Giant multinational brewer SABMiller – the company that owns Grolsch, Peroni, Miller and Castle – avoids an estimated £20m of taxes in Africa and India every year, enough money to educate a quarter-of-a-million children there.
The world’s second biggest brewer uses a complex system of tax havens to siphon as much as £100m of profits out of its African and Indian subsidiaries, depriving those governments of significant amounts of tax. It has more tax haven companies than it does breweries and bottling plants in Africa. In Ghana, SABMiller’s brewery has paid no corporation tax at all for the last two years, despite booming business.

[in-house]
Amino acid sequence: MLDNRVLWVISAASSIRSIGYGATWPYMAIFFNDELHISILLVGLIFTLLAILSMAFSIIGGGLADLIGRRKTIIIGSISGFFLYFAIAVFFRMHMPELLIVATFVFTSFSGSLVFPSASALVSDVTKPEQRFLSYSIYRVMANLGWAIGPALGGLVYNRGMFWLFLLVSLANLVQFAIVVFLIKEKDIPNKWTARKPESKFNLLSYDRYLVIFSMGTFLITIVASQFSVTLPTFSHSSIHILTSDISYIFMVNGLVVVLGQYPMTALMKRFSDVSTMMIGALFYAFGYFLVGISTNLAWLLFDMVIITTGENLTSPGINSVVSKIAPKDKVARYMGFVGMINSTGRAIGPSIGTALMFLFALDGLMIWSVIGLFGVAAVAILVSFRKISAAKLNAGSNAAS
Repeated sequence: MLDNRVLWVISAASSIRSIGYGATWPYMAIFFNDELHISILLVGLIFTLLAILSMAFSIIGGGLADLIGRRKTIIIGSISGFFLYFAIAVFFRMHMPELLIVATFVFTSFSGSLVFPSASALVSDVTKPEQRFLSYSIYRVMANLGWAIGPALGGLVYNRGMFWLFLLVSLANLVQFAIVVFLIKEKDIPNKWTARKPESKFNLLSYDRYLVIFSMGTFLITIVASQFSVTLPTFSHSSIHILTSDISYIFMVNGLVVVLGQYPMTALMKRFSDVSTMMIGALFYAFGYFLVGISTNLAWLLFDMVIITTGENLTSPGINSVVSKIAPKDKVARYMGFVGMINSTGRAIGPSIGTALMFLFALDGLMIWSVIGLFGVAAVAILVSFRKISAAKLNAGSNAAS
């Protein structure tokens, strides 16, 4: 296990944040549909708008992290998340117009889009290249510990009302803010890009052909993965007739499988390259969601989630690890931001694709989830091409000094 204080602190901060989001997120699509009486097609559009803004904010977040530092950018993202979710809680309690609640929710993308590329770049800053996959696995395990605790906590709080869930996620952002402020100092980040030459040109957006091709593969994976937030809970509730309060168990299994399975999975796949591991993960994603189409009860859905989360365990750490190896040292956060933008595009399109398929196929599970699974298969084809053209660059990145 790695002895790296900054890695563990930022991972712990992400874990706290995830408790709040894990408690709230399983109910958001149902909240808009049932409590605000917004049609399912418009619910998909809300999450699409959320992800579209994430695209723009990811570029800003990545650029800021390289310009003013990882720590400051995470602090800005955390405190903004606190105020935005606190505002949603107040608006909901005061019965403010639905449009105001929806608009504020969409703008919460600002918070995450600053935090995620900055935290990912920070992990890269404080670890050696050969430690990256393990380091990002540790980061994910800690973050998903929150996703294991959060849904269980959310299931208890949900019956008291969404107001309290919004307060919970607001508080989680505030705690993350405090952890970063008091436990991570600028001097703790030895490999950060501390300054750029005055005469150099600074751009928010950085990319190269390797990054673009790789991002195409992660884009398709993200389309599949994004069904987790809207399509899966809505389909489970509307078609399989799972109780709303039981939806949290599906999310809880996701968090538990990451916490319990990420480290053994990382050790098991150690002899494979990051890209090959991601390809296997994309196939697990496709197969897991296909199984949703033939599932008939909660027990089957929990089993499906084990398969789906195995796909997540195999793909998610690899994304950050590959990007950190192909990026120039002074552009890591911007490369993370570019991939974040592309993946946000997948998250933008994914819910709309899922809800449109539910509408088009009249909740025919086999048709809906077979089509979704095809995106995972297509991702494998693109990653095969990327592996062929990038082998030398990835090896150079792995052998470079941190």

One way in which SABMiller avoids tax is by holding valuable trademarks for African beers in Europe rather than in their country of origin. The cost of using the trademarks helps eat into the profits in the African subsidiary, so less tax is paid there. Other ways of avoiding tax include paying “management fees”, mostly to Switzerland, and routing its procurement services via a subsidiary based in Mauritius.
SABMiller’s tightwaddery doesn’t stop in developing countries. “Taxation was a key part of our decision to locate a new global procurement business not in the UK but in Zug in Switzerland,” its Chief Executive Graham Mackay said last year.
ActionAid UK, December 2010
- Image: Andrew Aitchison